Guantanamo Bay
Taliban prisoners in orange jumpsuits sitting in holding area under the watchful eyes of military police at Camp X-Ray at Naval Base Guantanamo Bay, Cuba, during in-processing to the temporary detention facility on Jan. 11, 2002. Getty Images

Approximately 79 of the 149 detainees who have been held at the Guantanamo Bay Detention Camp for decades await a final signature from the Pentagon approving their release, despite being told years ago that they pose no security risk and can be sent home.

In June, a senior US official had said that there would be "substantial progress" in 2014 towards President Obama's vow to close the highly criticized and costly, Guantanamo Bay operation.

Yet so far this year, only one prisoner who had been approved for release was freed.

United States Senator for California Dianne Feinstein told AFP that, "continued delay on closing Guantanamo is unacceptable, whether it is from roadblocks put up by some in Congress or from some in the administration."

Most recently, the two American journalists who were beheaded by Islamic State (Isis) militants were seen wearing similar orange-coloured jumpsuits as those worn by Guantanamo Bay detainees, shedding light on the long-term effects of the entire Bush-led "war on terror" following the September 11 attacks.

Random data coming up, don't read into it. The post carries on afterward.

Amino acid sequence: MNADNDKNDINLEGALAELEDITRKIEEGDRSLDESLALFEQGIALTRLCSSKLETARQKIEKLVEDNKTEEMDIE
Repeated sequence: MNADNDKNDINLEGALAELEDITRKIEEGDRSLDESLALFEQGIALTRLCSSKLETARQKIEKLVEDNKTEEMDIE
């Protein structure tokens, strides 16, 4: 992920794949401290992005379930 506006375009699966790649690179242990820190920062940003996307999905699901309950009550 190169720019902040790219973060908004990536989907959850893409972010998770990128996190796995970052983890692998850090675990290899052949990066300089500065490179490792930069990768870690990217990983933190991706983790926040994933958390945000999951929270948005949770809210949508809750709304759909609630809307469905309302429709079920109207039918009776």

AFP reports that despite being given a green light from five of the six government agencies involved, under the law, the Secretary of Defence Chuck Hagel has to give the final approval for each detainee's transfer before they can be freed.

Andrea Prasow, Deputy Washington director at Human Rights Watch said: "This is a problem we've had from three successive secretaries of defence. Congress created the structure, making the secretary of defence personally responsible for whatever happens — and the secretaries have been understandably reluctant to sign up for personal responsibility for anything that might happen."

Lives on Hold

Forty-four-year-old, Mauritanian Ahmad Abdul Aziz is one such Guantanamo Bay detainee whose life remains on hold.

Aziz was arrested in Pakistan in 2002 and shipped off to the Guantanamo Bay for having alleged links to Al-Qaeda. He denies any connections to the terror organisation and claims money was exchanged for his capture.

Aziz had left behind a pregnant wife and is eager to see his son who he has never met.

His lawyer, Anna Holland Edwards, said there are only, "so many formative years left and he wants to spend those years with his son. He often talks not about living in Guantanamo, but of living in a grave. There is of course pressure to make sure no mistakes are made at the expense of progress. But I have the sense there are many dedicated people working very hard now in the government to change that right now."

In response, speaking at the State Department, Ian Moss, spokesman for the special envoy to Guantanamo, Cliff Sloan, said: "We are actively working to transfer each of the 79 detainees approved for transfer."

Yet Senator Feinstein insists, "It is far past time to close Guantanamo, an ugly stain on the history of the United States. Every day it is open, we weaken our national security by emboldening extremists, we isolate ourselves internationally and we waste taxpayer money."